How to support a child with a language delay

Late language emergence (LLE) is a delay in language onset with no other diagnosed disabilities or developmental delays. Young children who exhibit a language delay are sometimes referred to as “late talkers” or “late language learners.” Two well recognised criteria for a language delay are (1) an expressive (spoken) vocabulary of fewer than 50 words and (2) no two-word combinations by 24 months of age.

Treatment approaches for children with a language delay typically vary along a continuum of naturalness. They include clinician-directed, drill-based activities in a therapy room, child-centered, play-based activities that include everyday activities in natural settings, and a hybrid of these – activities and settings that combine both approaches. There are many different types of resources that are available to support children with a language delay, and can be used both by clinicians and by parents and caregivers, one of these is flashcards.

Why use flashcards

Flashcards are an excellent resource for teaching students with a language delay. Here’s why

  • They are simple in design.
    This simplicity allows a student to focus on one language concept at a time, setting them up for success.

  • They offer plenty of repetition.
    This repetition leads to the pathways in the brain (also known as neural connections) working together more effectively

  • They are visual in nature
    Studies show that we process visual information with greater ease than information which is written or spoken.

  • They can be used in so many ways.
    The same set might be used for any number of touching, matching, sorting, saying and describing activities. This means their use can evolve as a child’s abilities progress.

What our flashcards can teach

Our flashcards can support many areas of teaching for a child with a language delay. These include:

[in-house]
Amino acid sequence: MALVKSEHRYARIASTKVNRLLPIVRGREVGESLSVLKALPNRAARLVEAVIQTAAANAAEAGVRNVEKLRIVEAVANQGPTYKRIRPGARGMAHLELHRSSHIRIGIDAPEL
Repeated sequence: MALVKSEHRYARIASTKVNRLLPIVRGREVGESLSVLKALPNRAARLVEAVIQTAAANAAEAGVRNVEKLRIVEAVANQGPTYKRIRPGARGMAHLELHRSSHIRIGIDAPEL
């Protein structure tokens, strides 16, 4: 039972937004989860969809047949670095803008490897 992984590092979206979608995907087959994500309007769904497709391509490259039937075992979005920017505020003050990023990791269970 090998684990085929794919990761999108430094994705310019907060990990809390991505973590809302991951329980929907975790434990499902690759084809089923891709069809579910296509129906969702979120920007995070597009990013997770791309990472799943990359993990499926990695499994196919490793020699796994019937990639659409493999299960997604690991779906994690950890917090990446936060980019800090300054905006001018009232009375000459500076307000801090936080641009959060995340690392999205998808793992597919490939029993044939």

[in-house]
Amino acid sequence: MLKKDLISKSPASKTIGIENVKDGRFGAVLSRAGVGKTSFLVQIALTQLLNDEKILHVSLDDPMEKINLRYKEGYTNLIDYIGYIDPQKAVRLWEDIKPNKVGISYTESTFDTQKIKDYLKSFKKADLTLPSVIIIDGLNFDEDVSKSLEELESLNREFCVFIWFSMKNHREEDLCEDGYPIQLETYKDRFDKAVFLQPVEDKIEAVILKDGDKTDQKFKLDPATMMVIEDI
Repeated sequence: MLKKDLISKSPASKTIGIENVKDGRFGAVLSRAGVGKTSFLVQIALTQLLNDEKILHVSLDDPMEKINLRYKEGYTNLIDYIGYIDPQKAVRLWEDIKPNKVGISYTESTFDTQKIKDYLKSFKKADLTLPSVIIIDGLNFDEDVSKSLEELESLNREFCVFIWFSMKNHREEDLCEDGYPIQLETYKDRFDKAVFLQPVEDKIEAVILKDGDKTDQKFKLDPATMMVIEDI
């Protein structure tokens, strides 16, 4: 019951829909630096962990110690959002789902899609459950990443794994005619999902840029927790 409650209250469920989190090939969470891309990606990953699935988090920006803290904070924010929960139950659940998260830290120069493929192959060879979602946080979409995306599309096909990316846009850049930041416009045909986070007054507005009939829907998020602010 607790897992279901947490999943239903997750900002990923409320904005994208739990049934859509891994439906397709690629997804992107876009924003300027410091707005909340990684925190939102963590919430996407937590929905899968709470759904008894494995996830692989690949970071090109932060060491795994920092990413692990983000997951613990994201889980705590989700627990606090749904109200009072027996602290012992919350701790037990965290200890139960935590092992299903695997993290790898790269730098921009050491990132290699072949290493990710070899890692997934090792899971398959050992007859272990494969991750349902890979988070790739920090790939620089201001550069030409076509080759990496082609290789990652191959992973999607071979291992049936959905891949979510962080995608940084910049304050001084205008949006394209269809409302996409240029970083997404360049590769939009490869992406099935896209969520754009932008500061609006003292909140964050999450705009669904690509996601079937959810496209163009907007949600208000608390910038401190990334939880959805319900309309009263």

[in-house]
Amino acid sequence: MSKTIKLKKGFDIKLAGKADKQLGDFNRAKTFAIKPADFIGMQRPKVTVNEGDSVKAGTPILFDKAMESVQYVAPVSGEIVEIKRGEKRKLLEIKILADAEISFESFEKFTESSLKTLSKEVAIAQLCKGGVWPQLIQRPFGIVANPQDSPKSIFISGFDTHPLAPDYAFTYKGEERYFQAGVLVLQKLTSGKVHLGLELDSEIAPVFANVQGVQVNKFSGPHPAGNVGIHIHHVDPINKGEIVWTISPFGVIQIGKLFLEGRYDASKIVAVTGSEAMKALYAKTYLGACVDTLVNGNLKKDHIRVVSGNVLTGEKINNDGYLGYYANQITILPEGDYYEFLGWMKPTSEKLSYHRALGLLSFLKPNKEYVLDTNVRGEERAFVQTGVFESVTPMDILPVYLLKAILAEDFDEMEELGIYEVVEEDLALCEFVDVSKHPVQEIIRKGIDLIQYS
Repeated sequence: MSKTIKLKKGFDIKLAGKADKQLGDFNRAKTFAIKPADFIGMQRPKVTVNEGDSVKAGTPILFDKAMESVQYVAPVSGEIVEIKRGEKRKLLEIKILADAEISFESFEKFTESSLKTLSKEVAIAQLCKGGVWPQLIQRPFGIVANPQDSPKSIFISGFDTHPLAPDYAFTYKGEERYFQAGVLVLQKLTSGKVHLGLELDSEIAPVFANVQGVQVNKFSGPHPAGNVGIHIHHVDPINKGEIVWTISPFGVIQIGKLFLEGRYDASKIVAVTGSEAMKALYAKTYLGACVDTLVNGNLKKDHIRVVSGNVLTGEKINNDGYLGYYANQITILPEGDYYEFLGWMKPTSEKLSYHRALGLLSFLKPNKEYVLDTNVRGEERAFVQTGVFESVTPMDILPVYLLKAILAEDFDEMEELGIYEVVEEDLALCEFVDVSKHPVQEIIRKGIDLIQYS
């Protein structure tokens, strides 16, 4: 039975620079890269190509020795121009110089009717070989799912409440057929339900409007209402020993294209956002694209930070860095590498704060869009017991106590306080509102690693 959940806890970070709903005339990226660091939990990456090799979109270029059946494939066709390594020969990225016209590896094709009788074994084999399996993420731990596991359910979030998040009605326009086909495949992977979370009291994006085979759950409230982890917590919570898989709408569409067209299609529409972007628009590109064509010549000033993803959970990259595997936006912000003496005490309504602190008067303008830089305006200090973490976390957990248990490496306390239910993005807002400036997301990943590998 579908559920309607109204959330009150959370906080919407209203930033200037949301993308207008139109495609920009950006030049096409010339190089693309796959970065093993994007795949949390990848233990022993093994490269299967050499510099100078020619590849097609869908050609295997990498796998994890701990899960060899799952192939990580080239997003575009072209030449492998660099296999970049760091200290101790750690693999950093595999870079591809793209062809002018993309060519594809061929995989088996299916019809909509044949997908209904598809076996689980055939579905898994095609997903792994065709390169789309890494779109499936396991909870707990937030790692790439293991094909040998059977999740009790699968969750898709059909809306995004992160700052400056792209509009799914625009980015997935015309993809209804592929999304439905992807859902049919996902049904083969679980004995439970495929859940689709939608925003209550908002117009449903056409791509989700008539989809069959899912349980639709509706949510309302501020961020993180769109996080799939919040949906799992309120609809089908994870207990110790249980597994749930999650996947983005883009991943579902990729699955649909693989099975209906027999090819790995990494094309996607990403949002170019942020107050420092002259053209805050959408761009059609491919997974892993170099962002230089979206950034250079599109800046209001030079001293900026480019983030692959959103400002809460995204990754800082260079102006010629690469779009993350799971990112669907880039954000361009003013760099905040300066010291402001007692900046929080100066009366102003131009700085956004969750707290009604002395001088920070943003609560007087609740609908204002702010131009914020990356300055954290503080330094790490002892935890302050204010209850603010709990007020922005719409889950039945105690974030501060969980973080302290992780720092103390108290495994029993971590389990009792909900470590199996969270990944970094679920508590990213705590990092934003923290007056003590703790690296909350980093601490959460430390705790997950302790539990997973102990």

• Vocabulary development.
    A set of familiar words within a child’s language

  • Syntax
    The arrangement of words or phrases to create well-formed sentences.

  • Abstract language concepts
    Language that represents concepts rather than physical things

  • Memory
    The process of taking in, processing, storing and recalling information.

How to use our flashcards

Each  of our flashcard sets includes an easy to use set of instructions. There are a mix of matching, touching, sorting, acting, saying and describing activities.

These activities are typically organised in order of difficulty, with the easier activities described at the start and the more challenging ones described in the later stages. There are activities that are appropriate for students:

  • who are verbal or non verbal
  • at different stages in their level of understanding

Product suggestions

Here’s some suggestions about which product to choose and why

Enhancing vocabulary 
The Nouns and Categories Sets were designed to support the teaching of vocabulary. Typically, the more words that a child understands and uses, the greater their ease of communication.

Syntax – putting together well formed sentences
There are many activities that you can do with our Verbs and Go Togethers Sets to encourage syntax. This matters because children are better able to communicate their wants, needs and ideas when they put words together rather than using a single word to communicate.

Or – our entire flashcard range in 2 premium value box sets

  • 520 captivating cards

  • Language Library
    Includes Categories, Go Togethers, Emotions (Vol 1 & 2), Opposites, Prepositions and Verbs (Vol 1 & 2)

  • Nouns
    12 types of nouns – animals, appliances, clothes, food, furniture, household, locations, nature, occupations, rooms, shapes and transport

  • Carefully organised with dividers and color coded cards for ease of use

  • Easy to use step by step instructions

Explore our range

Shop now